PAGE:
At the cortijo – days in the Sierra

At the cortijo – days in the Sierra

We’re more than half way through our time here, which makes me pause for thought. It takes a while to settle into a rhythm in a strange place. It’s not a holiday, but a transfer of life for a few weeks – well part of life at least – and so the place becomes a transitional home.

The routines of activity, the practicalities of living and the ‘worky’ things, these are all relatively easy to transport to this lovely Spanish hillside. It all seems idyllic: a peaceful, sunny escape. And in many ways it is. The physical dislocation, the distance you put between you and normal life is easy to manage because you select, or rather pre-select the bits of life that you’ll bring with you – art, writing, weaving. The routines of mind and spirit are more troublesome. You can’t select the emotional routines, the ties and tugs of affection, love, duty, responsibility that you’ll bring with you and the ones you’ll leave behind. They all climb aboard for the journey. And the dislocation in space sometimes makes them more difficult to handle.

For example, I think of my Mum, safe and cared for, I know, but it’s hard to not feel I have abandoned her. That sense is eased by the nightly phone call; but the same call can reinforce it. So this disconnection, this distance that we have put between normal life and the here and now in a little stone cortijo at the bottom of Europe, brings you face to face with some stuff that normally you don’t confront because you’re keeping your head down and you’re concentrating on the doing and not having much time to do the thinking. And maybe, back there in normal life, focusing on the doing is a way of abandoning the thinking. Who knows? But the cortijo days show me how caring impinges on and underscores the years I’m living through, as it must for countless others somewhere at the far end of middle age. And right now, my sense of it is sharpened through absence.

To lighter stuff – what on earth do we do here all day?

A typical day starts with some reading over an early cup of tea, supped before getting up. The reading, by the way, is serious stuff – politics, economics, travel writing. Breakfast is a big deal and we have a particular style: one day cereal and yogurt, the next day toast and marmalade, alternating in a strictly regimented way ensuring a perfectly balanced diet and, of course, a source of great amusement to friends who have been brave enough to stay with us or mad enough to take us on holiday with them. This breakfast ritual, by the way, was introduced and is closely monitored by Himself, a sort of retrospective addition to our pre-nuptial agreement. I’ve been too scared to test whether our union would survive any deviance on my part, for example, if, one morning, I fancied a boiled egg……….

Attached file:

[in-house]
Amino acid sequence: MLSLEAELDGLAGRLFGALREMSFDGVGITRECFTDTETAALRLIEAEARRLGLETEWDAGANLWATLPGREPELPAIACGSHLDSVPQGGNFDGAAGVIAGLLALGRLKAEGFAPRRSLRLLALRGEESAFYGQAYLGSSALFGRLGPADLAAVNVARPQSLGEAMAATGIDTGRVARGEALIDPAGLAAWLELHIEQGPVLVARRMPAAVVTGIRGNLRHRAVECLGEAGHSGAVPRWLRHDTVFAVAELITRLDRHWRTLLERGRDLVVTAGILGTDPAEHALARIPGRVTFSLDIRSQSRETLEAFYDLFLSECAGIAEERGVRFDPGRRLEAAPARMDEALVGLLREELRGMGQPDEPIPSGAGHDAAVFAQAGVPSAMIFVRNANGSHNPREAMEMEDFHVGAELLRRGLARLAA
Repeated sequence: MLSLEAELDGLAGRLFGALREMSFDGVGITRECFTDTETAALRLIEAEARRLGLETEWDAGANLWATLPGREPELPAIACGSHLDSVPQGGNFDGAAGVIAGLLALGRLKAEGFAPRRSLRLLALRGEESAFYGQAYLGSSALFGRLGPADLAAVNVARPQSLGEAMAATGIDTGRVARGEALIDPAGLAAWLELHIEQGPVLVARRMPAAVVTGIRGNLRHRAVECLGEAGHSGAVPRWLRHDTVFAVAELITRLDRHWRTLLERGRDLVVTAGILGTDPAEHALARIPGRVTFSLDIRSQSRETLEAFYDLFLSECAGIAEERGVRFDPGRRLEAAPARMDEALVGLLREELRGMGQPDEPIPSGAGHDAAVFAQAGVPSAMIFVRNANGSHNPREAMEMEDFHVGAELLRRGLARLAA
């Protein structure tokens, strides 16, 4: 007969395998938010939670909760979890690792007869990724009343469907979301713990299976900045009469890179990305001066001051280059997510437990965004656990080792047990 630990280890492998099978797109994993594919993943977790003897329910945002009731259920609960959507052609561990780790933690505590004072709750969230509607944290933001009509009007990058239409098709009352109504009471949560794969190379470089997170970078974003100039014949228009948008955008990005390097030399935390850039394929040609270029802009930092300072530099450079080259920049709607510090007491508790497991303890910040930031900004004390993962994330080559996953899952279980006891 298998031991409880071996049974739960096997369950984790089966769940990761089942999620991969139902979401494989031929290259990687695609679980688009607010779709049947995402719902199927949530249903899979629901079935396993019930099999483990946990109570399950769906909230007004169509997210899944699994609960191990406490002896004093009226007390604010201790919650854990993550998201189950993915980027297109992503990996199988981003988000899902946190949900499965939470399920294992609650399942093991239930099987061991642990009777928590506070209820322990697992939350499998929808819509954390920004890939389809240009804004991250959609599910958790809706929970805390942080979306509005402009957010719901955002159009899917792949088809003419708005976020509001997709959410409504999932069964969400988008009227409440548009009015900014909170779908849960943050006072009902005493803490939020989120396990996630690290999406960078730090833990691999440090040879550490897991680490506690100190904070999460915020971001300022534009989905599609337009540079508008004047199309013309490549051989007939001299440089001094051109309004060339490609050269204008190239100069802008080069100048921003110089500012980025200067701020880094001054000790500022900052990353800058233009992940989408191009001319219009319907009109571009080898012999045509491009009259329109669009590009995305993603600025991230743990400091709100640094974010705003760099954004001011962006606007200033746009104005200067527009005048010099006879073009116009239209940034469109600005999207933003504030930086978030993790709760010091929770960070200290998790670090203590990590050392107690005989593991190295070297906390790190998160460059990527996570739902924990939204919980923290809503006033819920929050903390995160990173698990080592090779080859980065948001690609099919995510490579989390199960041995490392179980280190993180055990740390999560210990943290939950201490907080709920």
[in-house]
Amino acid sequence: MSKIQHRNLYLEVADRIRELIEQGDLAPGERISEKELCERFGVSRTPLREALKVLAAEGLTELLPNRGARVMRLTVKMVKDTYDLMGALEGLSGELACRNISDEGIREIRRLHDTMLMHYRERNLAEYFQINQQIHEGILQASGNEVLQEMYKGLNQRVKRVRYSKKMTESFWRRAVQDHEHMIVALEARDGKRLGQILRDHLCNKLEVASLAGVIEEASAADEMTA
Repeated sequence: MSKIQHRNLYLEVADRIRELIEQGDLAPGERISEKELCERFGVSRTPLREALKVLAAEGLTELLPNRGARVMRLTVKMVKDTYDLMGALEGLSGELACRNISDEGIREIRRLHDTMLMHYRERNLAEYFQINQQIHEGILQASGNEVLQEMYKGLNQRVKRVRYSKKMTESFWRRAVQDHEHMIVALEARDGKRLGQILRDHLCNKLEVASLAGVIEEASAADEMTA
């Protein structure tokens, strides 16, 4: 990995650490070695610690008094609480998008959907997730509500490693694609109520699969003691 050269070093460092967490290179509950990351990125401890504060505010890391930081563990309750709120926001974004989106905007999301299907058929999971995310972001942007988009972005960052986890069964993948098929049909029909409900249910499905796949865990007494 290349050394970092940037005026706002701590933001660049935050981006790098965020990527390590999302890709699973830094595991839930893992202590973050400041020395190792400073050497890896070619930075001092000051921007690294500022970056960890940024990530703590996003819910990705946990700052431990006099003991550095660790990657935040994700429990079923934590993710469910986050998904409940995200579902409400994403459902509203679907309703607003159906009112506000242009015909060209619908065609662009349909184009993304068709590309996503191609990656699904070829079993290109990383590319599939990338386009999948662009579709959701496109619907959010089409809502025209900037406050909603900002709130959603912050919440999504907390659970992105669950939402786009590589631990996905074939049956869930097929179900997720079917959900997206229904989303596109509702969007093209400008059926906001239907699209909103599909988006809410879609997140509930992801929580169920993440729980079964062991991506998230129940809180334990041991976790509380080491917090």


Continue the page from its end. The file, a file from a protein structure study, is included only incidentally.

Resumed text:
After breakfast, it’s straight down to work. The Artist takes up his brush, adjusts his easel, picks up a tuneless hum (although there’s been less of that since I blogged about it; I fear I may have upset him!), and absorbs himself in transposing the pictures in his head to canvas, board or paper, collectively known as his ‘supports’ (new to me – where have I been?). He does this in a single-minded way, day in day out, with the odd day or part day off to do a hike or take a trip to the supermarket. His dedication, always pretty remarkable back at home, is wondrous to behold here, distanced from all the distractions and arrangements, the dates and duties of life in London. As for me, well, a much more flippant array of activities attest to my rather more ‘many and varied’ approach to life and my inability to be totally absorbed in one thing to the exclusion of all other things when there are so often other things I fancy trying my hand at. (Oops – long sentence ending on a preposition – must try harder!) So I do a bit of writing: this blog; some other notes and musings. I do a bit of breadmaking, having brought all my accoutrements with me including sensuously frothy sourdough starters and a Dutch oven (in effect a big Le Creuset casserole of many years’ service). I have an artisan baking day about twice a week and it keeps us in bread, of varying quality, depending on how experimental, accurate or patient I have been. A little rigid heddle loom also came on the journey and so some weaving is another option; two scarves are already off the system and a third is all warped up and ready to go. A bit of ‘work’ work is done too, some reading, analysis and commentary, pro-bono mainly, but so enlivening. Good for the mind and the sense of self.

And then there’s the stuff of living that we share: the cooking, cleaning, washing, making the fire of an evening in the wood-burning stove. The day is broken up by a coffee break, a late light lunch, nearly always on the terrace, a cup of tea about 4.30 to catch the last of the warmth. It doesn’t get dark until about 6.30 but it gets cool soon after 5 as the sun starts to sink behind the hills of the sierra. The evenings, after eating, involve a lot of reading since the Smart TV continues to defeat us. I think the ‘Smart’ is misplaced; surely it’s not the TV but the viewers that need to be smart and clearly we’re not! In a way we’re quite glad about this as we have fallen in love with quiet evenings with our noses in books. However, lest we become too serious, we have brought with us the complete boxed set of Blackadder and are working our way through it joyfully and with lots of laughing out loud. We’re currently in the trenches, where Captain Blackadder is going to more and more extreme lengths to avoid having to go over the top and Baldrick is concocting increasingly exotic meals ……

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